With the globalization of trade, selling internationally online has become an unavoidable aspect of commerce. Ecommerce has grown so rapidly that limitations on how much and where one’s business can expand have become minimal.
It means that selling internationally has become significant in gaining customers and raising brand awareness – many may even say that selling internationally now affects brand credibility.
And, when it comes to the data, Statista shows that global cross-border ecommerce sales are expected to rise from $578.57 billion in 2019 to about $2248.57 billion in 2026, further fueling the numerous opportunities available for international-minded ecommerce merchants.
But, how does one ensure effectiveness when selling internationally? What can you do when potential new customers literally speak another language?
In this article, we give our top tips to ensure your international customers get the best experience possible and help you to establish yourself as an international seller.
1. Look into your website analytics
One of the first areas for identifying potential markets to expand into is to take a look at your website analytics. Tools such as Google Analytics or Mixpanel help you identify various factors such as which country your site is getting major clicks from, traffic increases, and other geographical data.
Sometimes you might have a defined strategy on who you’ll actually target, other times you’ll be basing it on real numbers and who you’re already organically reaching by looking into the behavior of people on your website.
Looking specifically at the geographical data within your website analytics will allow you to pinpoint website visitors from certain countries that are already visiting your store and more than likely bounce because you don’t offer certain localization aspects to help make that sale.
2. Understand your market and keep an eye on local competition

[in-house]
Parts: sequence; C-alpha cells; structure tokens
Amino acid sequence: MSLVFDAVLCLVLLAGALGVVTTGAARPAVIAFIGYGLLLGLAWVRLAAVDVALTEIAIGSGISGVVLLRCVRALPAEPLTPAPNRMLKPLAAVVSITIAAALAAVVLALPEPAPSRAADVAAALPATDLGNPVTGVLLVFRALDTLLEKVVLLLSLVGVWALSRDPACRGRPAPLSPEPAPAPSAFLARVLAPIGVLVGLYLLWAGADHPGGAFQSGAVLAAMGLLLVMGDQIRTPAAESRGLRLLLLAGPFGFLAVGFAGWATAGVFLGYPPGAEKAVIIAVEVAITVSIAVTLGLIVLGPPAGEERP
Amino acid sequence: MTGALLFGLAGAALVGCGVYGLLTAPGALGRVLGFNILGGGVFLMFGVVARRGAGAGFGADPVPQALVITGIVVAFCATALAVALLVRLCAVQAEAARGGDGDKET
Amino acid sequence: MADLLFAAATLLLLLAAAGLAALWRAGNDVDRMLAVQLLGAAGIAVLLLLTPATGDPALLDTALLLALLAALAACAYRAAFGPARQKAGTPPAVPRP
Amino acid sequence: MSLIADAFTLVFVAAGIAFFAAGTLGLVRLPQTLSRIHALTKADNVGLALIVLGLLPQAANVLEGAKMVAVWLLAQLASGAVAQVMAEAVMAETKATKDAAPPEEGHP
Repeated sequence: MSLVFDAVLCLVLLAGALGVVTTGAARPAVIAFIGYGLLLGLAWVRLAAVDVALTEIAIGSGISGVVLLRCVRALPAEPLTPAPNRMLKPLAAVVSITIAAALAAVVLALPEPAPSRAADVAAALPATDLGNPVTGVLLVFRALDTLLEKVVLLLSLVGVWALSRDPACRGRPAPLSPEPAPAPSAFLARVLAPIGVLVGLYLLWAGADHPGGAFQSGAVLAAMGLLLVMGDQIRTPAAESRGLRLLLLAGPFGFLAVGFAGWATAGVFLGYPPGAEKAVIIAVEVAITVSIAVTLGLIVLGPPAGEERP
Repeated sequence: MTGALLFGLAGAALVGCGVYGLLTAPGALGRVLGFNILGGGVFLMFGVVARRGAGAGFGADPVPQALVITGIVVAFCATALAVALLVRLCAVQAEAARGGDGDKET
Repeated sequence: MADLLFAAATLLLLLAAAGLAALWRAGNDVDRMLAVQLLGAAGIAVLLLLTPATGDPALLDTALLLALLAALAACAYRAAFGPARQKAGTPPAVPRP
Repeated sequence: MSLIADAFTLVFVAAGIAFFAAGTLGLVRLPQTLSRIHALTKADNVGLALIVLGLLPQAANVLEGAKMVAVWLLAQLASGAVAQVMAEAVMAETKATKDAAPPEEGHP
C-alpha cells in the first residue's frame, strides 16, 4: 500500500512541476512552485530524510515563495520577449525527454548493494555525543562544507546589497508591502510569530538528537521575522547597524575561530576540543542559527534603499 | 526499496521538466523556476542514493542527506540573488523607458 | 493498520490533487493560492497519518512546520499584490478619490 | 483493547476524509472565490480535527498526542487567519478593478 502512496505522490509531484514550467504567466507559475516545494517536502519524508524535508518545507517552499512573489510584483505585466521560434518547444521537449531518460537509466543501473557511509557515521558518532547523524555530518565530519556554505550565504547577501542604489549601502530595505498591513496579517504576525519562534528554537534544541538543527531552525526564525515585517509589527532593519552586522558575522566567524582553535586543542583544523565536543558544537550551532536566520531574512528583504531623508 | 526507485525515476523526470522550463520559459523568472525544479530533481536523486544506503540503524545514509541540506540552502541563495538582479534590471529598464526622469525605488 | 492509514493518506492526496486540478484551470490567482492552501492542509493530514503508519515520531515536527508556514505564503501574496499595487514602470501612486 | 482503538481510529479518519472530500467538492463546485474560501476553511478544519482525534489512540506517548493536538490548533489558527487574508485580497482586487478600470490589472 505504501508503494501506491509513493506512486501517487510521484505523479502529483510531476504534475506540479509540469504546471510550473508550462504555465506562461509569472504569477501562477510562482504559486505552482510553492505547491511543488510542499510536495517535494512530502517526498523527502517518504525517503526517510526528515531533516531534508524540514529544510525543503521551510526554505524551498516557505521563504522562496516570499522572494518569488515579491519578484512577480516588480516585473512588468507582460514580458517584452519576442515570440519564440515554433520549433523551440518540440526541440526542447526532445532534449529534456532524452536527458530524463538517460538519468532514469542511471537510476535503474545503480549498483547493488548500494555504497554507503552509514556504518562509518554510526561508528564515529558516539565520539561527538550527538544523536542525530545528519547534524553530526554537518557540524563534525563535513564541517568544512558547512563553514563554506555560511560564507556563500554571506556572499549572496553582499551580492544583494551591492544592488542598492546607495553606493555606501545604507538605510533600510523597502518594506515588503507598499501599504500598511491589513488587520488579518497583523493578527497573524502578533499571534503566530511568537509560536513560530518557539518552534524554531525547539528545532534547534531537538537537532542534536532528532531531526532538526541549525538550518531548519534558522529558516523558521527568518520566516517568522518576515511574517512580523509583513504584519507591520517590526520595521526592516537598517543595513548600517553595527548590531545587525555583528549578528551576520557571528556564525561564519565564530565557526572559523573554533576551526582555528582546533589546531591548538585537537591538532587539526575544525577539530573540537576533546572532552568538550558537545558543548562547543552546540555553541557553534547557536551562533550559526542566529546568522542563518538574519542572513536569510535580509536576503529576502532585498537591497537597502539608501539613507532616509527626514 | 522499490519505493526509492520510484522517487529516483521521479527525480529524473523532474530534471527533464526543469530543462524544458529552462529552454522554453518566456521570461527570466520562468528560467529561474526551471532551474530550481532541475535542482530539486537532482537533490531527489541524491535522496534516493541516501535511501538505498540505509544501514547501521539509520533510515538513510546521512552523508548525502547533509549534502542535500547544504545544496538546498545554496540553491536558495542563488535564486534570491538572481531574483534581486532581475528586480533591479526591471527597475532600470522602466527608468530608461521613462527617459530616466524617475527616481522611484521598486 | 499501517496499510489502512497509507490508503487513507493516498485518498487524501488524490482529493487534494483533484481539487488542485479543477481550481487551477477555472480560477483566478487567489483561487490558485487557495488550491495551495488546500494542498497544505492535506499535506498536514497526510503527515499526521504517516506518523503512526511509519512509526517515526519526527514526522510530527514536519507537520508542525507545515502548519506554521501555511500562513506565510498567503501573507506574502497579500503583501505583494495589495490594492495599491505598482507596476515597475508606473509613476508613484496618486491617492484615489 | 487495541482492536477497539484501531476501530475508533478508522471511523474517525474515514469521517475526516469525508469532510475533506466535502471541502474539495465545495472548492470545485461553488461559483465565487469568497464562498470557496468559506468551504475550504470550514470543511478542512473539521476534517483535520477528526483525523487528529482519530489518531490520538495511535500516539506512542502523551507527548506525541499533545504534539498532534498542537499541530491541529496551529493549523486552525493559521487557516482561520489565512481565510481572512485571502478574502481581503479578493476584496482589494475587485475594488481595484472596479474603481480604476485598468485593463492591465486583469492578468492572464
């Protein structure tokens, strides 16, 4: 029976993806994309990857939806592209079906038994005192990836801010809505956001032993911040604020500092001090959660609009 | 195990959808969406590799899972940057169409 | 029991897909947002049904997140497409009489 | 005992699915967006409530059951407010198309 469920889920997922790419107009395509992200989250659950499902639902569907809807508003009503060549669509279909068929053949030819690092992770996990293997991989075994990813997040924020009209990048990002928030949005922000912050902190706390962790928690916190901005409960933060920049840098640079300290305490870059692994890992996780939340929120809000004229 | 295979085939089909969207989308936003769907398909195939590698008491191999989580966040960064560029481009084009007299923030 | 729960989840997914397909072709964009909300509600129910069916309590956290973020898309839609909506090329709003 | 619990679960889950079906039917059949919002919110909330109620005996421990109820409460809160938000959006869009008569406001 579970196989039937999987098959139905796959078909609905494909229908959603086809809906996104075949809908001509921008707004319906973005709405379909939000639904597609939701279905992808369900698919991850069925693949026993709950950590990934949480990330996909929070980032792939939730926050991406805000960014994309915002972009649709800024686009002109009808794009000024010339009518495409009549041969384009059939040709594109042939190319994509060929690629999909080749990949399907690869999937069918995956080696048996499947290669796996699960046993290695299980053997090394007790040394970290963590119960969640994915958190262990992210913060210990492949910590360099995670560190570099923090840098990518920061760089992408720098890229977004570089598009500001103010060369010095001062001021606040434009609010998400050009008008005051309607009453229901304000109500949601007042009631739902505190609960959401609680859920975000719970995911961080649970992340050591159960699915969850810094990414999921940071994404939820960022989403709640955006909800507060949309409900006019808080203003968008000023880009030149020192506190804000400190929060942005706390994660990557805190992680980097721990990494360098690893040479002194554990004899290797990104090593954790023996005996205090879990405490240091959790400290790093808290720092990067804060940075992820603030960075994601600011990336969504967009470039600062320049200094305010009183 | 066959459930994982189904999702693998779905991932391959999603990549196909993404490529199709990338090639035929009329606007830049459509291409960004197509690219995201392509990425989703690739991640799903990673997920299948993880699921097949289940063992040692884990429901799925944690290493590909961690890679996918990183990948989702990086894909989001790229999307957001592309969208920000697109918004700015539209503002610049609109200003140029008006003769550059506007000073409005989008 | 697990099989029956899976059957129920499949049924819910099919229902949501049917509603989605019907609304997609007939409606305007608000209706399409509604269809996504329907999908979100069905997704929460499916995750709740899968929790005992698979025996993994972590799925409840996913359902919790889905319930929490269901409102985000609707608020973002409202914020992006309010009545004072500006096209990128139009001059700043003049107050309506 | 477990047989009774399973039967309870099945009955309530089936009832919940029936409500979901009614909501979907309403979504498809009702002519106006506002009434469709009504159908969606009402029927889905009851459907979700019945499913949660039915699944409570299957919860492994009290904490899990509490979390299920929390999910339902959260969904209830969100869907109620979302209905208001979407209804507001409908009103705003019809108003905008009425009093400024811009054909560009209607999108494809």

An important part of the process is to fully understand the market you want to target. You can’t expand your business without carrying out some form of research into who your new potential customers are.
This will be budget dependent and can be as thorough as hiring people who are familiar with the local market, or doing desk research. Whichever format you take you’ll be forming some kind of localization strategy that will allow you to enter a market with your eyes wide open.
Conducting research into the consumer behavior of a new market, their online shopping habits, and even how to catch their attention are just a couple of starting points.
Another area to look into is what your competitors are doing. This will give you a good understanding of what’s working for them.
Knowledge of local brands can give deep insights into the consumer behavior of a market. It also helps you form unique ideas that local customers could potentially be attracted to.
Understanding the particulars of the market that you’re planning to expand into is crucial for your growth as it’s this that will help you target local customers better – your product sells better if you know how to sell and to whom to sell to.
Another factor to be kept in mind is choosing the right channels for distribution.
Facebook and Google can be great channels for many, but certain countries have specific requirements that these channels may not be able to fulfill. It’s always best to be aware of your options so the most appropriate one can be chosen.
For example, Google is not serviceable in China, they use Baidu much more extensively. And, as seen below, certain social media platforms are preferred in certain countries, meaning you’ll be missing out on the Chinese market if you don’t add WeChat to your social media marketing plan.
3. Add payment methods and support local currencies
Paypal or credit card payments might not be as popular in your target market as cash on delivery or bank transfers.
This is why knowledge of the market is crucial and understanding how your new market purchase will allow you to make that all-important sale.